32. 32. AMERICA EDGES CLOSER TO WAR Several factors came together to bring the U.S. into the war; 1) Germany ignored Wilson’s plea for peace 2) The Zimmerman Note, a telegram from the German foreign minister to the German Ambassador in Mexico, proposed an alliance  Germany promised Mexico a return of their “lost territory” in Texas, New Mexico, and Arizona (Zimmerman note) 3) Next came the sinking of fourEncoded message from Germany unarmed U.S. merchant ships by to Mexico German subs
  33. 33. Zimmermannoteinterceptedby a Britishagent anddecoded
  34. 34. AMERICA DECLARES WAR  A light drizzle fell on Washington on April 2, 1917, as senators, representatives, ambassadors, members of the Supreme Court, and other guests crowded into the Capital building to hear Wilson deliver his declaration of war  Wilson said, “The world must be safe for democracy”  Congress passed the resolution a few days later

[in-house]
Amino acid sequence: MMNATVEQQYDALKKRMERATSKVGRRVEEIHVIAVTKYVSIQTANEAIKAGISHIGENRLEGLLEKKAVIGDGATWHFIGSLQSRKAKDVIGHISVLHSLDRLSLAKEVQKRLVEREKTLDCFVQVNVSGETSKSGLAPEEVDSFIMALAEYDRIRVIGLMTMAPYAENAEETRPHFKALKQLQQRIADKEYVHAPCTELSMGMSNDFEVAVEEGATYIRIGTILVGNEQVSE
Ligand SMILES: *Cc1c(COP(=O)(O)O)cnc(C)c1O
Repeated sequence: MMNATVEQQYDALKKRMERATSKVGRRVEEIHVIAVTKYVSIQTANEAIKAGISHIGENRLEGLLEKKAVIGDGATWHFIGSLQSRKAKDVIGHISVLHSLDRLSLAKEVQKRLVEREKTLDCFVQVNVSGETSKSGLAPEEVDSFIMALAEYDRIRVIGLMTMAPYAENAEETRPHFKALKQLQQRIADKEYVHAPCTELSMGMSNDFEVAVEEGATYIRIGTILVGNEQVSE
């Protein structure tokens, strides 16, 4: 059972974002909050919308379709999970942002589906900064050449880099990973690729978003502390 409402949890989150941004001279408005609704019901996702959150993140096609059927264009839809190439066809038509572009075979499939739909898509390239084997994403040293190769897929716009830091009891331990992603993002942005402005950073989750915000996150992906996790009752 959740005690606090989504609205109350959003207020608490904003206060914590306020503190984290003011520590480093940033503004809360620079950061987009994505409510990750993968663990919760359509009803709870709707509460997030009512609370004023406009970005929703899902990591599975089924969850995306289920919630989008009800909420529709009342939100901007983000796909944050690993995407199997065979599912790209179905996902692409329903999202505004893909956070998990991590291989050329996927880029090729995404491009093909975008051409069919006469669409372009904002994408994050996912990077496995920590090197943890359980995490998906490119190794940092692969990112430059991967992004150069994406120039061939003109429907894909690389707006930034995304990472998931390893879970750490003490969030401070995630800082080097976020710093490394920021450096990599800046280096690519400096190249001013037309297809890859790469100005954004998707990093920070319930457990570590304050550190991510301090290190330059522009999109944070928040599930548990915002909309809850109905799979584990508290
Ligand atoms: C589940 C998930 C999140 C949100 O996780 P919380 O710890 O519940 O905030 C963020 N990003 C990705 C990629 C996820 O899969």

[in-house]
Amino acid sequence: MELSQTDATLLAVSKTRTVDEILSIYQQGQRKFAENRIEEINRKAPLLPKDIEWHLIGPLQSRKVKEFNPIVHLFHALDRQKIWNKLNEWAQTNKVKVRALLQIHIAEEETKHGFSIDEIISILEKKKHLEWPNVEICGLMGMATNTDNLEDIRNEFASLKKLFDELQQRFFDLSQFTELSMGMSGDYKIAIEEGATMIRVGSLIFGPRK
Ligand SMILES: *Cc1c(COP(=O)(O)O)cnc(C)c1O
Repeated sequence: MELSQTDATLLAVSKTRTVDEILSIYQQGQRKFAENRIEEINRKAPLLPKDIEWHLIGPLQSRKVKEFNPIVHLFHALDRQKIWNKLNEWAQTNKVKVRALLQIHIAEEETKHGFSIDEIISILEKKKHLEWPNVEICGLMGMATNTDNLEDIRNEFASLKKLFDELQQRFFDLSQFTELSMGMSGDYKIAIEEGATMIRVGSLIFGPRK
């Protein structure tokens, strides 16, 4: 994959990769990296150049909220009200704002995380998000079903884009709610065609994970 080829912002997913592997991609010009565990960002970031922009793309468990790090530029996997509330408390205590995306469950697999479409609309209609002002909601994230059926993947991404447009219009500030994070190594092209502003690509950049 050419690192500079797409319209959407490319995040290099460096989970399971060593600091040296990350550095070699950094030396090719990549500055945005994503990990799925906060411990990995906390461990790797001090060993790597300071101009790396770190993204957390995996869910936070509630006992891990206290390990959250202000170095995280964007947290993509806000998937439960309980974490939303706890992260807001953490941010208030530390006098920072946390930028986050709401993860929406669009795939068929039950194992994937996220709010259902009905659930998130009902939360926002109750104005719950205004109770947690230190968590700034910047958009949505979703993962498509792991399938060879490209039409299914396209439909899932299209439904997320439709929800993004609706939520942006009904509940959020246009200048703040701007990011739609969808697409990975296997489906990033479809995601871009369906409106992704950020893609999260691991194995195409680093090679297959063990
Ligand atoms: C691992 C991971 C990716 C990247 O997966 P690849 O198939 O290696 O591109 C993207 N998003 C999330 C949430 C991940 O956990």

35. 35. SECTION 2: AMERICAN POWER TIPS THE BALANCE  America was not ready for war – only 200,000 men were in service when war was declared  Congress passed the Selective Service Act in May of 1917  By the end of 1918, 24 million had signed up and almost 3 million were called to duty  About 2 million American troops reached Europe
  36. 36. FRESH U.S. SOLDIERS JOIN FIGHT  After 2 ½ years of fighting, the Allied forces were exhausted  One of the main contributions of the Americans was fresh and enthusiastic troops  American infantry were nicknamed “doughboys” because of their white belts  Most doughboys had never ventured far from the farms or small towns they lived in
  37. 37. NEW WEAPONS USED Machine Guns – Guns could now fire 600 rounds per minute The Tank – New steel tanks ran on caterpillar treads Airplanes – Early dogfights resembled duals, however by 1918 theBritish had a fleet of planes that could deliver bomb loads Poison Gas – mustard gas was used to subdue the enemy